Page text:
While the vast majority of soldiers maintain healthy weights, bad habits developed during deployment and on military bases follow them after retiring from the Army. In fact, more than 70% of veterans end up overweight. To combat that trend, the… Read More
Although widely used to monitor glucose control and — more recently — to diagnose diabetes, HbA1c screening lacks accuracy in a range of patients with hemoglobinopathies, kidney issues or HIV. A new study, supported by the VA, lays out the… Read More
SEATTLE — Insomnia and other sleep disorders plaguing military servicemembers and veterans could be an independent risk factor for developing diabetes, not just a symptom of depression or post-traumatic stress disorder (PTSD), according to a new study. The study, led… Read More
SEATTLE — How do oral hypoglycemic medications for type 2 diabetes affect overall mortality? Concerned that few studies had been done on the drugs’ comparative safety, researchers from the VA Puget Sound Health Care System in Seattle sought to answer… Read More
DENVER — A new VA study raises the specter of growing demand for joint arthroplasty by younger patients with diabetes. The report, based on research conducted at the VA Eastern Colorado Health Care System in Denver and the VA Medical… Read More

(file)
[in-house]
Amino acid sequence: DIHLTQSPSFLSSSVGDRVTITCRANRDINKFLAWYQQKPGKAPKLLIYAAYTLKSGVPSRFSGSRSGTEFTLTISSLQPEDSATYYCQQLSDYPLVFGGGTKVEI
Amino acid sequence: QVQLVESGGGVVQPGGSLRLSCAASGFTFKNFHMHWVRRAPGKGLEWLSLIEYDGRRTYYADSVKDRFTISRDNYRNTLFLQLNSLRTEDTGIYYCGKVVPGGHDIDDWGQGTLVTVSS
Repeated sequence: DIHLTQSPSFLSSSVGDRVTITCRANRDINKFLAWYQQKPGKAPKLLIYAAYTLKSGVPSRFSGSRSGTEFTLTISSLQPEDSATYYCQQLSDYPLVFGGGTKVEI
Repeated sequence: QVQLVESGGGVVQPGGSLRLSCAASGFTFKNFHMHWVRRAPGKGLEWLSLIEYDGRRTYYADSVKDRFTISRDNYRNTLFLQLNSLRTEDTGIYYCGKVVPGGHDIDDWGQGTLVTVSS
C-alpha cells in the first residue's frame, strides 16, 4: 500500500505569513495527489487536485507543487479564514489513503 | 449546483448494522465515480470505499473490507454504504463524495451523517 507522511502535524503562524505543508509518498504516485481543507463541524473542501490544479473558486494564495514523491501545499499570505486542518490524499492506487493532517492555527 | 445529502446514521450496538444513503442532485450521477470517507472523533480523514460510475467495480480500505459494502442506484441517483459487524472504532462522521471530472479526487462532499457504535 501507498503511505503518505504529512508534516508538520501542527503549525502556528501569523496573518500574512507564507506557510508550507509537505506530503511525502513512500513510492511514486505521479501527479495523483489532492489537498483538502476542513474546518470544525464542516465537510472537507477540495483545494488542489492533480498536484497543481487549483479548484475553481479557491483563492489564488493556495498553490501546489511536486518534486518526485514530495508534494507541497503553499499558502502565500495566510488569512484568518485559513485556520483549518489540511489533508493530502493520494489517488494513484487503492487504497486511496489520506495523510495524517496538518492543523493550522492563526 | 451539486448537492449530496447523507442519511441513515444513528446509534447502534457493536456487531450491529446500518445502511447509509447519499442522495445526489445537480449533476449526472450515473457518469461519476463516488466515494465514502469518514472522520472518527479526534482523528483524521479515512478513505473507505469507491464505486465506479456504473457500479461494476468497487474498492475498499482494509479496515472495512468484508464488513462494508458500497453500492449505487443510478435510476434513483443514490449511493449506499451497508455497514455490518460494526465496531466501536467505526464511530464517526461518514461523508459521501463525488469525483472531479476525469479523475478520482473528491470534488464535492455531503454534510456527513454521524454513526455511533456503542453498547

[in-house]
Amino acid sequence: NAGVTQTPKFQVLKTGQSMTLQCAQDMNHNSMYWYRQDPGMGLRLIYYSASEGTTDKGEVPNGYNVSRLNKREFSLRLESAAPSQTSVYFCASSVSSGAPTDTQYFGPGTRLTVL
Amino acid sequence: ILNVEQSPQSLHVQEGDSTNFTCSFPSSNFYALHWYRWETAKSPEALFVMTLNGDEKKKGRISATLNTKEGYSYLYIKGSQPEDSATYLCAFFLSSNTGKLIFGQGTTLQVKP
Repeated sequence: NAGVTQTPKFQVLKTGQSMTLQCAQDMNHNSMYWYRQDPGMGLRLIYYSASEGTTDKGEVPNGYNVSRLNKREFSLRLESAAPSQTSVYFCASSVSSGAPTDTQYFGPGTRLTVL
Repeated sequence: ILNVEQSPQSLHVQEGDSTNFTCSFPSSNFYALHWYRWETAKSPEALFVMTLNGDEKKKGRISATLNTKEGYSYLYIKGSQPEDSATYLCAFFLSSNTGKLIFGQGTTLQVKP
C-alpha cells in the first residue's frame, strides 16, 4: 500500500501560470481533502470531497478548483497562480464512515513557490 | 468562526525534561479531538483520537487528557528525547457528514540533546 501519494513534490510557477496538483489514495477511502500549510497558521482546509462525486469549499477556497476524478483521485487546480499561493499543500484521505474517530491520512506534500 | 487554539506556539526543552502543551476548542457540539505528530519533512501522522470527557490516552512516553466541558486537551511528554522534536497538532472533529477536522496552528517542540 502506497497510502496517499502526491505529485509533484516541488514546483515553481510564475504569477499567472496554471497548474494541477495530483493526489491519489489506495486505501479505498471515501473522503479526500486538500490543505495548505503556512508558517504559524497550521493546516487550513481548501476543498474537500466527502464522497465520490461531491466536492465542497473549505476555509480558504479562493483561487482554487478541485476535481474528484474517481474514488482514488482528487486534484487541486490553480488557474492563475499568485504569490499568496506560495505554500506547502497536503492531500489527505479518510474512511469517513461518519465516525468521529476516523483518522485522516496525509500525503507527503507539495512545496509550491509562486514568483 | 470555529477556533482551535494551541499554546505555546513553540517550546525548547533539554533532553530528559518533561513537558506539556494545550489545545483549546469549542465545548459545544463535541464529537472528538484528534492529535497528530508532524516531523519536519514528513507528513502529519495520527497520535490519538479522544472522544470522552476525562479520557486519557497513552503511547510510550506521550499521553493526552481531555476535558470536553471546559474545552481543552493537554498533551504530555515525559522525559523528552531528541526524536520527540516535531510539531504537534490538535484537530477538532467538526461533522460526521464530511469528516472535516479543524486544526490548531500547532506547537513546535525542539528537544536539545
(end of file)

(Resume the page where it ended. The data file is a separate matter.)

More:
BIRMINGHAM, AL — Two recently available drugs for long-term treatment of obesity helped patients lose 5% or more of their body weight over the course of a year, according to their VA criteria for use statements. The medications, a phentermine and topiramate extended-release combination (P/T) and lorcaserin, are the first new weight loss drugs to be launched in 13 years.
WASHINGTON — Even as nearly 1 in 3 young adults, ages 17 to 24, fail to qualify for military service solely because of their weight, the DoD has increased enforcement of body fat measures for active-duty personnel and eliminated waivers for overweight recruits.